Gender equality in the workplace continues to improve; however, we all must do more work to get there. The gender pay gap for women sits at 82 cents for every dollar a man makes, and 59% of women experience harassment in the workplace. Everything from career opportunities to general feelings of safety at work has room for improvement. How can your company push further in the right direction?
In many workplaces, gender equality shortcomings come from a lack of attention rather than outright malice. By making genuine commitments to your diversity, equity, and inclusion goals, you’ll outpace many of your competitors who haven’t put the thought in or put their thinking into action. Beyond that, you’ll get a more engaged workforce.
With this blog, we’ll examine strategies that could improve gender diversity, equity, and inclusion at your company. Now is as good a time as any to take action and build a better workplace for your employees. Keep reading to learn how.
Why is gender equality important to your business?
First and foremost, gender equality at work is a moral imperative. People deserve to be treated and paid equitably regardless of their gender. However, improving gender equality is also a smart business move. Attracting and retaining high-end talent is easier for more diverse organizations.
One in three jobseekers won’t apply to a company with a non-diverse workforce. In addition, 81% of employees surveyed by Glassdoor said it was very important that their employer pays everyone equitably. DEI can be a powerful recruiting and retention tool. It opens up a broader talent pool, and if you commit to your initiatives internally, it creates an inclusive environment where people are more likely to stay.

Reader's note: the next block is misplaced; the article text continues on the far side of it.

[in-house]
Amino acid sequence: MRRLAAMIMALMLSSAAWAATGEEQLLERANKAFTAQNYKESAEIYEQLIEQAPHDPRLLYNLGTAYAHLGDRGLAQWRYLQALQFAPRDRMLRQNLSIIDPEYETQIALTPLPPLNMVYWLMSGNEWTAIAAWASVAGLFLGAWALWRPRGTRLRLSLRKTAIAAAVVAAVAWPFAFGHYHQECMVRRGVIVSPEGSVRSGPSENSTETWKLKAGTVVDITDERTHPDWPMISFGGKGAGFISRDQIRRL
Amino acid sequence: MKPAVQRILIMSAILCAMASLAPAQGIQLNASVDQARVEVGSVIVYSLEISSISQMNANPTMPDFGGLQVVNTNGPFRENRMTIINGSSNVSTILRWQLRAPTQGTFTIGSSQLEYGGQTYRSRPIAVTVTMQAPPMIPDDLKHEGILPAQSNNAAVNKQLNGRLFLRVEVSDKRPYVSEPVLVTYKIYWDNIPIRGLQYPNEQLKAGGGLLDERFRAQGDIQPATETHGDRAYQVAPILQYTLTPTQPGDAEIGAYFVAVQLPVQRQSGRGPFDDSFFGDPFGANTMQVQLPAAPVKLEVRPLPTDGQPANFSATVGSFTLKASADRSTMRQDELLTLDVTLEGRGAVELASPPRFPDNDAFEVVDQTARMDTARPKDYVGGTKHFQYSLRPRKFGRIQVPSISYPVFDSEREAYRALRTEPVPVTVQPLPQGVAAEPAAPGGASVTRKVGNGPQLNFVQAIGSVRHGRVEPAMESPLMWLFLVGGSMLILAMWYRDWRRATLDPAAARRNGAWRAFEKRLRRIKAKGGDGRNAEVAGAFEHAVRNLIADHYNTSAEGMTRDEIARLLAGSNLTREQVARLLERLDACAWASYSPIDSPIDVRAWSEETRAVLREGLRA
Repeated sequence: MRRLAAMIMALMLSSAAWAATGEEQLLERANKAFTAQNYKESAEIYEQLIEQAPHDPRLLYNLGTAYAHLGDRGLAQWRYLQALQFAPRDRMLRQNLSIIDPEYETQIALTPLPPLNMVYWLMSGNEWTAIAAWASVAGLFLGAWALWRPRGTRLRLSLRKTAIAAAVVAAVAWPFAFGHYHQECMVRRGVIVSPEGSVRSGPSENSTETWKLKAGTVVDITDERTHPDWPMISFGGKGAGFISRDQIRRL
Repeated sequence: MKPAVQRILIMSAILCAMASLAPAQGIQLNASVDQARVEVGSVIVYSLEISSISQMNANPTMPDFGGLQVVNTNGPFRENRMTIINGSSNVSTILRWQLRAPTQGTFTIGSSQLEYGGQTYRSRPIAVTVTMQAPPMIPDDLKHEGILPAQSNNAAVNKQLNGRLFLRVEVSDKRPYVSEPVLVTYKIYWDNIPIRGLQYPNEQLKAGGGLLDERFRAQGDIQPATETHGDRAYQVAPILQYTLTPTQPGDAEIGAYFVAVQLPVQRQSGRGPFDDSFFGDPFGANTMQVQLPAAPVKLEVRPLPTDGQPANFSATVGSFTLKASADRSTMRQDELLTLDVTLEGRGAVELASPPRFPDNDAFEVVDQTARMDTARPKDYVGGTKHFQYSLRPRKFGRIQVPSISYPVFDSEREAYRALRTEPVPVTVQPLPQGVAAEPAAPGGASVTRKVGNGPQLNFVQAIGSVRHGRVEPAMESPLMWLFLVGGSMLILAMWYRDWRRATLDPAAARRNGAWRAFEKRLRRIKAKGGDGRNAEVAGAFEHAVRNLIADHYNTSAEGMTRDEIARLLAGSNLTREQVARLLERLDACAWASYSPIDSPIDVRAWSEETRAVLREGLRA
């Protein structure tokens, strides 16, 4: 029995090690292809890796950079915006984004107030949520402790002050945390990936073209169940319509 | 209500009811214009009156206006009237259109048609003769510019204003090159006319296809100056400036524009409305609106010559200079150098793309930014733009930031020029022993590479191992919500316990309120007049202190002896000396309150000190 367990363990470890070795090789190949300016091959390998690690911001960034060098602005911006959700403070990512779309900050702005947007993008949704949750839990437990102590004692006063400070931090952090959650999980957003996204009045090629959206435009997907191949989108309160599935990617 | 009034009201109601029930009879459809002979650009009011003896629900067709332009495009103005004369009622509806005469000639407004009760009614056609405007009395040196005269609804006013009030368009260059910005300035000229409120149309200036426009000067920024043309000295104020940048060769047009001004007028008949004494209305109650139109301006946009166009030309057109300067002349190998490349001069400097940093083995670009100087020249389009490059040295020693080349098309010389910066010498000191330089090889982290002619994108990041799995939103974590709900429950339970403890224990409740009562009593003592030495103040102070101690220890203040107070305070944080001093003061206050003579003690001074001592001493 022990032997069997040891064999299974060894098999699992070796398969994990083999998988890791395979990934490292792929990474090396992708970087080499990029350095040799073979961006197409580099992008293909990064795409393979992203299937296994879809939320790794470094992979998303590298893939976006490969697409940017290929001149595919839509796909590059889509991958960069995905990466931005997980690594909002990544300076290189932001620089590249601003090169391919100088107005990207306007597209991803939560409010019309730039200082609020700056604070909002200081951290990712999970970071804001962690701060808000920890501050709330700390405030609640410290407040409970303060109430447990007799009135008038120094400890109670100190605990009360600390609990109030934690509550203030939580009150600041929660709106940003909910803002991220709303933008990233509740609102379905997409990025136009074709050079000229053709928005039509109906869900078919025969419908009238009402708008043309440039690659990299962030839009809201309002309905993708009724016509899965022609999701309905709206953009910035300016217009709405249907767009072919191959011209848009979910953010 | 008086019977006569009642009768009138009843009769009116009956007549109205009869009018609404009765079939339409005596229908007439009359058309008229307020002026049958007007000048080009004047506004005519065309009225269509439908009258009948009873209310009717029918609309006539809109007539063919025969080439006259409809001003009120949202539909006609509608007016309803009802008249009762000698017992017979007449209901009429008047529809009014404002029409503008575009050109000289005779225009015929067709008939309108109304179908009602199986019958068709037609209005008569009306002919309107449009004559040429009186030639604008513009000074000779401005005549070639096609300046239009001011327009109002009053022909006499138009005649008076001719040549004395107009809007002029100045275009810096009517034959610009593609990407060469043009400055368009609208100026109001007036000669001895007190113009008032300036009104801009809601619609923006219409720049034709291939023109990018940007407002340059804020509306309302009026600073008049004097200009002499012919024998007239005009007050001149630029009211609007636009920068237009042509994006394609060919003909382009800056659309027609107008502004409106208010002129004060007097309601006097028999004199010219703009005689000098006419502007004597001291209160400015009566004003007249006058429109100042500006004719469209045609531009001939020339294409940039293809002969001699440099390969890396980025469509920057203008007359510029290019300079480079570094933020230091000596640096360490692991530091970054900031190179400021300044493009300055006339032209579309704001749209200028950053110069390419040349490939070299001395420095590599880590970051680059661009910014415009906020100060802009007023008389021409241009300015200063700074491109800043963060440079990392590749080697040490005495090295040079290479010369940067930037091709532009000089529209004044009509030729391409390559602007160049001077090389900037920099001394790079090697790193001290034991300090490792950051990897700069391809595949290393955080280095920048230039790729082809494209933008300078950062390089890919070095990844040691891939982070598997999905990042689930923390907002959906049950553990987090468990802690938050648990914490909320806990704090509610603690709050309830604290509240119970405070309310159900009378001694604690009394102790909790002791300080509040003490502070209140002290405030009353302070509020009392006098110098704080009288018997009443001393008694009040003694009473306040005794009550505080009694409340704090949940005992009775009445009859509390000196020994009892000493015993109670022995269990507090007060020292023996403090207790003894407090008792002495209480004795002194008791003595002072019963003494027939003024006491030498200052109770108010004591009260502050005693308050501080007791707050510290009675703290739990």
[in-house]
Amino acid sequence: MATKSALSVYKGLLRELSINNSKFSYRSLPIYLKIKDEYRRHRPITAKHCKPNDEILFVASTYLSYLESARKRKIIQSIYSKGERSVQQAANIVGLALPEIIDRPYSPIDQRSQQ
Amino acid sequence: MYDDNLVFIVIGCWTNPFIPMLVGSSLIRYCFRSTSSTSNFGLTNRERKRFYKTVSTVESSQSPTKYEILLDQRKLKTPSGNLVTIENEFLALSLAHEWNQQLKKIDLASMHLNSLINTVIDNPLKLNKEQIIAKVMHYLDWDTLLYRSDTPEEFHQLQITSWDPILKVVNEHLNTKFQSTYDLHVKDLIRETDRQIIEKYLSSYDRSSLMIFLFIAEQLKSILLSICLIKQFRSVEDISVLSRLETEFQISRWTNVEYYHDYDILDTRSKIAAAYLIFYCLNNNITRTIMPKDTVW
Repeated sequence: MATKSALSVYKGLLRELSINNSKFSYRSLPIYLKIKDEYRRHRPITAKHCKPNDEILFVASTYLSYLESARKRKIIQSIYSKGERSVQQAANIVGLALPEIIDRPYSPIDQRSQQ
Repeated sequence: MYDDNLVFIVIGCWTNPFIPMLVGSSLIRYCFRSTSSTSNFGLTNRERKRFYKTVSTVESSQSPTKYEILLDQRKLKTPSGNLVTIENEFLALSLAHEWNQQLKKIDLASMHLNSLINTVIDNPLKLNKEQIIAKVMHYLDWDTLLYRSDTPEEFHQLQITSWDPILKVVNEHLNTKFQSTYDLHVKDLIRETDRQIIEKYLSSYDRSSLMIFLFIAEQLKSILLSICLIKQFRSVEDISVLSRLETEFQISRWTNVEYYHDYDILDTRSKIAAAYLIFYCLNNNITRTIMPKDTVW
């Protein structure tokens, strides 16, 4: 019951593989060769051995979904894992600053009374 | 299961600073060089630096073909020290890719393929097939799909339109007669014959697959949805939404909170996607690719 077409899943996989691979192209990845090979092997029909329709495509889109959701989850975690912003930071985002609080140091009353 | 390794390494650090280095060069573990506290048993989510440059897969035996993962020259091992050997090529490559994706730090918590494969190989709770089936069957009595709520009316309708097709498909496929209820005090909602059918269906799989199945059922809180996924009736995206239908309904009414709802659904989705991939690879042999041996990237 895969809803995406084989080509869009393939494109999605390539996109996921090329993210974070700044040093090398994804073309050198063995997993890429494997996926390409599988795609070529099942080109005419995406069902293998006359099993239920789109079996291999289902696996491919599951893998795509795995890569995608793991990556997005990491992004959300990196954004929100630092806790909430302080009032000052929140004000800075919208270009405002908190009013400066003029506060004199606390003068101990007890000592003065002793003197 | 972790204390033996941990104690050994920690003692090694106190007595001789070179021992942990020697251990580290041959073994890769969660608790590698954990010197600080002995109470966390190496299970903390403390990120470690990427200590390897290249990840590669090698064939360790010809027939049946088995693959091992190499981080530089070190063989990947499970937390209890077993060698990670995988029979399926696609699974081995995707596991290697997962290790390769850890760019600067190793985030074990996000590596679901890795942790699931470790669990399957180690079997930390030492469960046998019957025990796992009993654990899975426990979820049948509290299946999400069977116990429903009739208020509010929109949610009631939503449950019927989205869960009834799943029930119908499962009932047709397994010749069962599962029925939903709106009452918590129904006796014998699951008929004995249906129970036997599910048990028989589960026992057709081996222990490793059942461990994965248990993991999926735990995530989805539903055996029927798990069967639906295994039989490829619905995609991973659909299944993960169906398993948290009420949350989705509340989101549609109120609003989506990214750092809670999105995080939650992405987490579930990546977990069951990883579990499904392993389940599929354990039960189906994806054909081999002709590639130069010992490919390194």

Additionally, according to McKinsey, businesses with 30% or more of their executive roles filled by women outperform those with fewer or no women in leadership. Gender diversity drives innovation, revenue, and growth from the highest levels on down. Although many businesses shy away from their DEI work during an economic downturn, yours doesn’t need to follow suit. Rather, it would be advantageous and ethically prudent to steer further into gender equality in your workplace. Now let’s examine how.
Adjust your recruiting process
Of course, if a business wants to improve gender equality and diversity internally, it’ll have to start with recruiting. First, look at your job descriptions. Research has concluded that certain words in job descriptions lean more toward male applicants. So when you write your descriptions, consider passing them through a free tool like Gender Decoder. This will help you implement more gender-neutral language into your job ads.
Next, implement a skills-based assessment into your recruiting process. Instead of relying on past experience and college degrees to push people through your application process, focus on their skills. By shifting to a skills-based talent process, you’ll be 107% more likely to place talent effectively. Moreover, skills-based companies are 98% more likely to retain top talent and 79% more likely to have a positive workplace culture.
Another helpful tactic during the recruitment process is lengthening your shortlist of candidates. Harvard Business Review found that longer shortlists tend to improve the ratio of women to men in the hiring process. While this might make for a slightly longer process, it’s worth it in the long run.
Establish equitable pay policies and practices